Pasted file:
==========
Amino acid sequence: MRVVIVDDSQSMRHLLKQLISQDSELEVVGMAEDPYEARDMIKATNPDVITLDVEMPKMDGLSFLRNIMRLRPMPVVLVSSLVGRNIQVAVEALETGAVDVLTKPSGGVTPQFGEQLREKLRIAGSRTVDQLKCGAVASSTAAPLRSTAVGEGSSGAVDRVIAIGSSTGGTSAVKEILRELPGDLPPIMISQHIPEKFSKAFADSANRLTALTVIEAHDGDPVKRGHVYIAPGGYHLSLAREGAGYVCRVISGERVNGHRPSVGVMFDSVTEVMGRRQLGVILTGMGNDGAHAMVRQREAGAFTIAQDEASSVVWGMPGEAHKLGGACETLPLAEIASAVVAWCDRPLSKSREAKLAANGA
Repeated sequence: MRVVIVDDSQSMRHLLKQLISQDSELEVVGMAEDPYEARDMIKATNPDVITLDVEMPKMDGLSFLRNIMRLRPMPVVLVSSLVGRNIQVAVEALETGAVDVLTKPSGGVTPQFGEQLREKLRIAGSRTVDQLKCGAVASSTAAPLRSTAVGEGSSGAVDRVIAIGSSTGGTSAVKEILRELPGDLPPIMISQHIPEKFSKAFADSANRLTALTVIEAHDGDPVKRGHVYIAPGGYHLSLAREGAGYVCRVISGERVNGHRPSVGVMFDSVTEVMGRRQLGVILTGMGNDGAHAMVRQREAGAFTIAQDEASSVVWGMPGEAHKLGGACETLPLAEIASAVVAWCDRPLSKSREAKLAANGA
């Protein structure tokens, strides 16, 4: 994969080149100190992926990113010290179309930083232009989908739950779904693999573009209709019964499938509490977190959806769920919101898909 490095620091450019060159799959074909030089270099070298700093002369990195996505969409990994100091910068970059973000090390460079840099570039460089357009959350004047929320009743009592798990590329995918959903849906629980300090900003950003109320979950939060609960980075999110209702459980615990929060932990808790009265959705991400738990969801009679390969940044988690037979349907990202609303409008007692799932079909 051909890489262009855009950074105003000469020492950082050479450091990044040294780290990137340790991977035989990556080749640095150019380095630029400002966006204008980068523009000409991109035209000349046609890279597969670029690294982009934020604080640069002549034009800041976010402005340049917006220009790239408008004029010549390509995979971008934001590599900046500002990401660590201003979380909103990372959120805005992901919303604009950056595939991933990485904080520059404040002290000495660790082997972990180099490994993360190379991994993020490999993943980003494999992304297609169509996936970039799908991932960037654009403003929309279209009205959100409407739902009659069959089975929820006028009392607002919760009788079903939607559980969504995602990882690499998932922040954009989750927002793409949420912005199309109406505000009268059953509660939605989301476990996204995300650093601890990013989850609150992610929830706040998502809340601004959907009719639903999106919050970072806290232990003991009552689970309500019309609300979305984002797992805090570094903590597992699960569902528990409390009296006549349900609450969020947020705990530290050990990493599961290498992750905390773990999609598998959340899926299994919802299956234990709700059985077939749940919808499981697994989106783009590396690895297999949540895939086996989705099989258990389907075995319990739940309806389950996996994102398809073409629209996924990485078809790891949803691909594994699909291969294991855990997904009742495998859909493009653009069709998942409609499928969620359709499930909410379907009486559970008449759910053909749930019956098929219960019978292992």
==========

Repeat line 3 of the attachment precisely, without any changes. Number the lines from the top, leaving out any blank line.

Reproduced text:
């Protein structure tokens, strides 16, 4: 994969080149100190992926990113010290179309930083232009989908739950779904693999573009209709019964499938509490977190959806769920919101898909 490095620091450019060159799959074909030089270099070298700093002369990195996505969409990994100091910068970059973000090390460079840099570039460089357009959350004047929320009743009592798990590329995918959903849906629980300090900003950003109320979950939060609960980075999110209702459980615990929060932990808790009265959705991400738990969801009679390969940044988690037979349907990202609303409008007692799932079909 051909890489262009855009950074105003000469020492950082050479450091990044040294780290990137340790991977035989990556080749640095150019380095630029400002966006204008980068523009000409991109035209000349046609890279597969670029690294982009934020604080640069002549034009800041976010402005340049917006220009790239408008004029010549390509995979971008934001590599900046500002990401660590201003979380909103990372959120805005992901919303604009950056595939991933990485904080520059404040002290000495660790082997972990180099490994993360190379991994993020490999993943980003494999992304297609169509996936970039799908991932960037654009403003929309279209009205959100409407739902009659069959089975929820006028009392607002919760009788079903939607559980969504995602990882690499998932922040954009989750927002793409949420912005199309109406505000009268059953509660939605989301476990996204995300650093601890990013989850609150992610929830706040998502809340601004959907009719639903999106919050970072806290232990003991009552689970309500019309609300979305984002797992805090570094903590597992699960569902528990409390009296006549349900609450969020947020705990530290050990990493599961290498992750905390773990999609598998959340899926299994919802299956234990709700059985077939749940919808499981697994989106783009590396690895297999949540895939086996989705099989258990389907075995319990739940309806389950996996994102398809073409629209996924990485078809790891949803691909594994699909291969294991855990997904009742495998859909493009653009069709998942409609499928969620359709499930909410379907009486559970008449759910053909749930019956098929219960019978292992």